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Minecraft Dungeons has charm and potential, but needs lot more time in the furnace

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Minecraft is one of the most popular games on the planet, so it’s natural that Microsoft, after buying creator Mojang some years back, would attempt to apply the genre’s playful, blocky aesthetic to other genres. After modest success with the Story Mode adventure game and Pokémon GO-like Minecraft Earth, they’ve tried their hand at a light action-RPG à la Diablo — and unfortunately come up rather short. For now, that is.

Minecraft Dungeons is a sort of my-first-dungeon-crawler type game, a friendly, streamlined version of the genre Diablo created where players enter a procedurally created dungeon or region, kill some monsters, get some loot, make it out alive and do it all over again.

That’s the idea in this game as well, but of course the whole thing uses the block-based look and feel of Minecraft. As you travel through different biomes to free villagers, destroy ancient forges and so on, everything from the levels and monsters to equipment and potions looks like it came straight out of the original game. They nailed the look perfectly.

It’s refreshing, because games like this tend to court a rather grim aesthetic, and when it comes to gameplay they pile on features and mechanics until it feels more like you’re playing a spreadsheet than a game. It’s clear from the start Minecraft Dungeons was intended to provide the fun of fighting, upgrading and exploring without the overly complex and dark trappings of the genre.

For instance, instead of having a handful of character classes each with their own skill tree, everything your character can do depends on their equipment. Weapons, armor and accessories all have unique bonuses and abilities. So if you want to be a bow and arrow-type fighter, wear the Ranger armor that gives you extra-ranged damage and ammo, and use accessories that empower your arrows. Want to be a melee guy? There’s armor and swords for that too.

Customization of your play style, an important part of these games, is achieved by judicious choice of a set of random upgrades on each item. When you gain a level, you get a point that can be used to activate, say, a passive ability that deflects enemy projectiles 20% of the time. Then it costs two points to upgrade it again, so it deflects 30% of the time.

You get those points back when you trash the item and can reapply them to a new one, providing low-risk, low-commitment progress — in time you’ll have lots of points banked to upgrade and experiment with whatever new item you find.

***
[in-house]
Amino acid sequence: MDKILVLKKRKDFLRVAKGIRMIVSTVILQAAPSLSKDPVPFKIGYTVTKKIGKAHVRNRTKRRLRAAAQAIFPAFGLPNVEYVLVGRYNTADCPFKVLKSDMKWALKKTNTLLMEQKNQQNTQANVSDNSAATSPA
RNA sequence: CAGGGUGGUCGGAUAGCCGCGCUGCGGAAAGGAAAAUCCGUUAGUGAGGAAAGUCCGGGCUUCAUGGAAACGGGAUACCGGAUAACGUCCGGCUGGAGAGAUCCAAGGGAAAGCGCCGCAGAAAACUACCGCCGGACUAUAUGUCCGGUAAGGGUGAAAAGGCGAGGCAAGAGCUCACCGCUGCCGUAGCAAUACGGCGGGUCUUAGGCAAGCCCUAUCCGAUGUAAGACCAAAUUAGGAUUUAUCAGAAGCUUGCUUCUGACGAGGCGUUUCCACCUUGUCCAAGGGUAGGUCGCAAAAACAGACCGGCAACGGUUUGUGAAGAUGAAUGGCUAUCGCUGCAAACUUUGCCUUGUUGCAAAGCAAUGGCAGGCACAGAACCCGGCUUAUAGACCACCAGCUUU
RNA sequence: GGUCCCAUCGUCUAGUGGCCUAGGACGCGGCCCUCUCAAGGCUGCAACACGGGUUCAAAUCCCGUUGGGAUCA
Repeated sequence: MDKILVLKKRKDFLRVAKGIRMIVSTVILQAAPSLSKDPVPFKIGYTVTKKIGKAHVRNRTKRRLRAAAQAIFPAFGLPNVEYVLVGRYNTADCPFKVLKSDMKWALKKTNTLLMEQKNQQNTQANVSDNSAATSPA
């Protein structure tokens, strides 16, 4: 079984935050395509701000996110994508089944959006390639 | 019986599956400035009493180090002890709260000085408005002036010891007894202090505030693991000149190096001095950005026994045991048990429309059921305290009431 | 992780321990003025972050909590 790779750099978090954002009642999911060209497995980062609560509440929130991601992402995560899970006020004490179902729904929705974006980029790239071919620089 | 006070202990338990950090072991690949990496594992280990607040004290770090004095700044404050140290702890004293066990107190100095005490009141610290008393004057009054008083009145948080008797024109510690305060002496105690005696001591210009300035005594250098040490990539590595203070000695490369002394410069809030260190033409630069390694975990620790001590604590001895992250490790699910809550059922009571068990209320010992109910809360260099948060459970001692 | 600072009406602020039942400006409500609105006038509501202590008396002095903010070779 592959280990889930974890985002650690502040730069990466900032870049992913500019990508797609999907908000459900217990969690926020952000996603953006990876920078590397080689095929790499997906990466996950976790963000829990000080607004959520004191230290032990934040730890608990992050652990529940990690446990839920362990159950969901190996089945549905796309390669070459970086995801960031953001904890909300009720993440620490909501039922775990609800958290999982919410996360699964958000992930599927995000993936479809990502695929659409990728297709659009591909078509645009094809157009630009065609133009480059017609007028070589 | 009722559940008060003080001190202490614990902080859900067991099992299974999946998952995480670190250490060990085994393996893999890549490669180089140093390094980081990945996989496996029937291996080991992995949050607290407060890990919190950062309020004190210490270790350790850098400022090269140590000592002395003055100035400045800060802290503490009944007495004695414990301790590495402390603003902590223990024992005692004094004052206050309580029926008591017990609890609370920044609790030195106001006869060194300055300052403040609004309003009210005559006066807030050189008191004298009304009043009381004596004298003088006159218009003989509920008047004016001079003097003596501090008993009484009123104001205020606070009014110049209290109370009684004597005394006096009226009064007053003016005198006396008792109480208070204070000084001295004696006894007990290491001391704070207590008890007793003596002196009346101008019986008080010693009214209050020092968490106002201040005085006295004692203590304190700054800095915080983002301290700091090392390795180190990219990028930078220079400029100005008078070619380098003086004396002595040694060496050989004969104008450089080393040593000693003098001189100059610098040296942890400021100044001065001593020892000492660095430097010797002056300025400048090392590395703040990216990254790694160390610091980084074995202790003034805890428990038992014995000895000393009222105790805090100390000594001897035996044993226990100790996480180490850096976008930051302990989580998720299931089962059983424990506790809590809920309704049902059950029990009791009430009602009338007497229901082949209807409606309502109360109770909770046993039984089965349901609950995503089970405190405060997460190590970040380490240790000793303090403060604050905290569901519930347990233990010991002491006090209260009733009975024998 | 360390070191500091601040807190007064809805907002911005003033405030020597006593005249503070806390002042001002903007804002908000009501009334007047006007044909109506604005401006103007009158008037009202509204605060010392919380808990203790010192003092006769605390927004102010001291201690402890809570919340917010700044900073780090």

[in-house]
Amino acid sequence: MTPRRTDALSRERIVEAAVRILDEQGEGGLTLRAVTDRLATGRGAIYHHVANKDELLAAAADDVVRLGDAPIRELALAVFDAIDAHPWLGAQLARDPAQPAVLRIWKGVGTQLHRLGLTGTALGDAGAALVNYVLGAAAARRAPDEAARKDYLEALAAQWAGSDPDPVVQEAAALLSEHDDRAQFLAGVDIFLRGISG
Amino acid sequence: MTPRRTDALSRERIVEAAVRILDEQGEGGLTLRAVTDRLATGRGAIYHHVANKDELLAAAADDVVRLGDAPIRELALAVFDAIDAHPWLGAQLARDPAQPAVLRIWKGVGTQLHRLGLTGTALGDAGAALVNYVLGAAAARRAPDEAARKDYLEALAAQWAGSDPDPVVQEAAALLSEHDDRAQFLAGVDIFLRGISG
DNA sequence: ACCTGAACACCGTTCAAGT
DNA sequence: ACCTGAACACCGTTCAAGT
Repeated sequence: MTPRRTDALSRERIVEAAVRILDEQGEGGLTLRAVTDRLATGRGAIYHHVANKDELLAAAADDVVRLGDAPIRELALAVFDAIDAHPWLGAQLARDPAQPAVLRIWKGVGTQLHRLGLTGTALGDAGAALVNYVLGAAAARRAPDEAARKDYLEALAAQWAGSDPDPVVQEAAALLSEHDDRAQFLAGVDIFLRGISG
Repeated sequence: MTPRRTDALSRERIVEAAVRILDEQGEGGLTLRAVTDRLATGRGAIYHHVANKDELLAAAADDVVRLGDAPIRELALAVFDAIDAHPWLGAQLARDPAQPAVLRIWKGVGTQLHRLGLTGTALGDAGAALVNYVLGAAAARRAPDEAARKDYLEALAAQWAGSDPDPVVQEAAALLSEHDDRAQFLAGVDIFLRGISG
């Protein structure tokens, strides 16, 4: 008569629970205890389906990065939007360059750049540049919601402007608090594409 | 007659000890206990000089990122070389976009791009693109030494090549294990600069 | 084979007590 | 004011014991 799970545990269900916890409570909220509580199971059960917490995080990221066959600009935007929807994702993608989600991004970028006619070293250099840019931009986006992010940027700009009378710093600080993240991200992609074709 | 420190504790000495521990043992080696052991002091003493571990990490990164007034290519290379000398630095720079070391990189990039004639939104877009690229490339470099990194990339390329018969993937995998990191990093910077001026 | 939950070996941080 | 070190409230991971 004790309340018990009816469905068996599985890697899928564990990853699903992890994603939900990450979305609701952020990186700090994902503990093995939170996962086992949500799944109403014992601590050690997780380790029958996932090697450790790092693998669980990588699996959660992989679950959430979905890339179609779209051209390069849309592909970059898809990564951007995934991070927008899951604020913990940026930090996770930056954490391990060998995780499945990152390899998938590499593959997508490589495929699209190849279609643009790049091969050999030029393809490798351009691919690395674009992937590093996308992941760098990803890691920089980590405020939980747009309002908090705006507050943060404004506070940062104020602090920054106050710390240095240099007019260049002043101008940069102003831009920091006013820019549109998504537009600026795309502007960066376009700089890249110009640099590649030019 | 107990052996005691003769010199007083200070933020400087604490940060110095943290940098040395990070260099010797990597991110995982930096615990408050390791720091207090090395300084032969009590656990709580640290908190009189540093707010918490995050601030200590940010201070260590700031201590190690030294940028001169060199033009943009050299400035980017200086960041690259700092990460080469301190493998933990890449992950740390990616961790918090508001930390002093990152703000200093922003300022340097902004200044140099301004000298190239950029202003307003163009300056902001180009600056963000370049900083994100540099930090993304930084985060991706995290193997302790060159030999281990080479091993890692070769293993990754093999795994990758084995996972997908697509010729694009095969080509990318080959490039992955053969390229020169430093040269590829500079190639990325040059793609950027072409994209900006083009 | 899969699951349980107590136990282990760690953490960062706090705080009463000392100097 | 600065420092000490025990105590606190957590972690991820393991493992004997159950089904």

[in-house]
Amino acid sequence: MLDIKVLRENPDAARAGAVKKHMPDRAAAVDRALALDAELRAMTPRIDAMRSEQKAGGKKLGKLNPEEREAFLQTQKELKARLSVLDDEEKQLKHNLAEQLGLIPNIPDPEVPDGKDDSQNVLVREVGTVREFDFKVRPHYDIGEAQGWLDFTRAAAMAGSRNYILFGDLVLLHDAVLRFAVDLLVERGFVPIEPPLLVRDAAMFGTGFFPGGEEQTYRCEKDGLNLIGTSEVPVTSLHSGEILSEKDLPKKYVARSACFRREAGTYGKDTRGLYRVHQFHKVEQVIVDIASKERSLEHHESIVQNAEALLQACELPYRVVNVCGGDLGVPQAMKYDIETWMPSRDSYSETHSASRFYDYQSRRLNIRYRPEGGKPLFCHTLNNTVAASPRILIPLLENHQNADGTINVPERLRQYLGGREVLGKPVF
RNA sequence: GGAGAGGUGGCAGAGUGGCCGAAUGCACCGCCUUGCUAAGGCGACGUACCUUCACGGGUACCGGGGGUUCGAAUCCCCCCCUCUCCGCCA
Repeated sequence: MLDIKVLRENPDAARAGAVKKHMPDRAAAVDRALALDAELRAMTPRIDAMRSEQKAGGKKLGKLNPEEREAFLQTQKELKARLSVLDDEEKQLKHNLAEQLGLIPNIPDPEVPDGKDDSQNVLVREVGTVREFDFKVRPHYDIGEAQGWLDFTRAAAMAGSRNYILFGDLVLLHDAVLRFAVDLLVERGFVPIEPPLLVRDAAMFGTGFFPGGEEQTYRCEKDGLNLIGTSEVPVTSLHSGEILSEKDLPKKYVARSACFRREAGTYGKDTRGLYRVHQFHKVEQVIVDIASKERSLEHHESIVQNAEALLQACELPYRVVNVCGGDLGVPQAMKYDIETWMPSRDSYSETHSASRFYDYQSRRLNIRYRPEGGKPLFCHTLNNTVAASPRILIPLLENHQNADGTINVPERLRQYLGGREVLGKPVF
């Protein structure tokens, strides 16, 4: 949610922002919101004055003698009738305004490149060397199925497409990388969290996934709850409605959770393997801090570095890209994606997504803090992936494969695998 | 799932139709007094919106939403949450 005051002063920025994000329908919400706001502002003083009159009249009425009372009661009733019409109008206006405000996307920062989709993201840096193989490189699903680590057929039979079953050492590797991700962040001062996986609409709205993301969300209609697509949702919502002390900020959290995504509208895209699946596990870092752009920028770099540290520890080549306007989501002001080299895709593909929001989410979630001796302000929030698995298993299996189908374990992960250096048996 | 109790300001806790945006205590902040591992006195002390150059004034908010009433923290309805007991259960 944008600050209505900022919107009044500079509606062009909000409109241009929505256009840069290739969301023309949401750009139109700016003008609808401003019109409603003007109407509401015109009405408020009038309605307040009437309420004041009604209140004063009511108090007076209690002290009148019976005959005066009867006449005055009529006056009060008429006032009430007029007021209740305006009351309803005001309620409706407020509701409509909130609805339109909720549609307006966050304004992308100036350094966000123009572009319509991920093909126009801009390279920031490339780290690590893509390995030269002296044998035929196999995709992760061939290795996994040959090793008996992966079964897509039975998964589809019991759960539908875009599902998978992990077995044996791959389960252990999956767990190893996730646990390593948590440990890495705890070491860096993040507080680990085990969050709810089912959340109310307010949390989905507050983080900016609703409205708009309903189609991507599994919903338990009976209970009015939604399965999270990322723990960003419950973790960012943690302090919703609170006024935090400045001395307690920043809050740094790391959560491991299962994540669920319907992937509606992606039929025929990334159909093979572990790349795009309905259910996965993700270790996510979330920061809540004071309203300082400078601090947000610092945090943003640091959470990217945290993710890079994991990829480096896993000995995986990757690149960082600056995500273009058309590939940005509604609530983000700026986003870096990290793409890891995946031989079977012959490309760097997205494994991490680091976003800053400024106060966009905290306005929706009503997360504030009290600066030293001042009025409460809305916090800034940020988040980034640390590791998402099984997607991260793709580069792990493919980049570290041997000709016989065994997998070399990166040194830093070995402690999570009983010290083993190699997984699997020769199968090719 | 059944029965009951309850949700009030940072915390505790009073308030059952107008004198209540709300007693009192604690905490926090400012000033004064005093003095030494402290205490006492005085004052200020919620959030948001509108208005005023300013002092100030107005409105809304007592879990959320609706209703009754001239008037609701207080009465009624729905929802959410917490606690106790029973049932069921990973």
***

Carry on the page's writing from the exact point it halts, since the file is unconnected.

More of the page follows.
This approach is really a breath of fresh air after the convoluted overlapping systems of the likes of Diablo, Grim Dawn and Path of Exile. There was just the right amount of “this new sword is tempting but do really I want to recycle my old one?” tension, and although you will collect trash loot, it’s easy to check and dispose of.

I didn’t get a chance to test multiplayer, but the game is definitely designed with co-adventuring in mind. Couch co-op lets you drop in a second player with a controller or connect online with others on the same platform (cross-play is coming soon). A cross-platform casual dungeon crawler is something I’ve been wanting for a long time.

It’s too bad, then, that this is where the game runs out of really positive qualities. I’m keeping in mind that this is a $20 game designed with players new to the genre in mind — not to say kids exactly — so there’s no sense comparing it directly to a major mainstream gaming franchise. But even so, Minecraft Dungeons has some serious issues.

For one thing, it really needs more variety. Part of the fun of these games is traveling from region to region and fighting new types of monsters with different tactics and abilities. That really just isn’t there in this game. The 10 different areas are visually distinct, yes, but they’re linear, similar from one run to another, and don’t differ all that much gameplay-wise. One aspect of Minecraft I’ve always loved, exploration, is nearly absent. Getting up on a hill or down in some little valley or cavern you can see usually isn’t possible — they’re just walls or bottomless pits. Side paths often run quite a distance, but I eventually learned to stopped taking them because they were frequently empty and it always took forever to backtrack afterwards.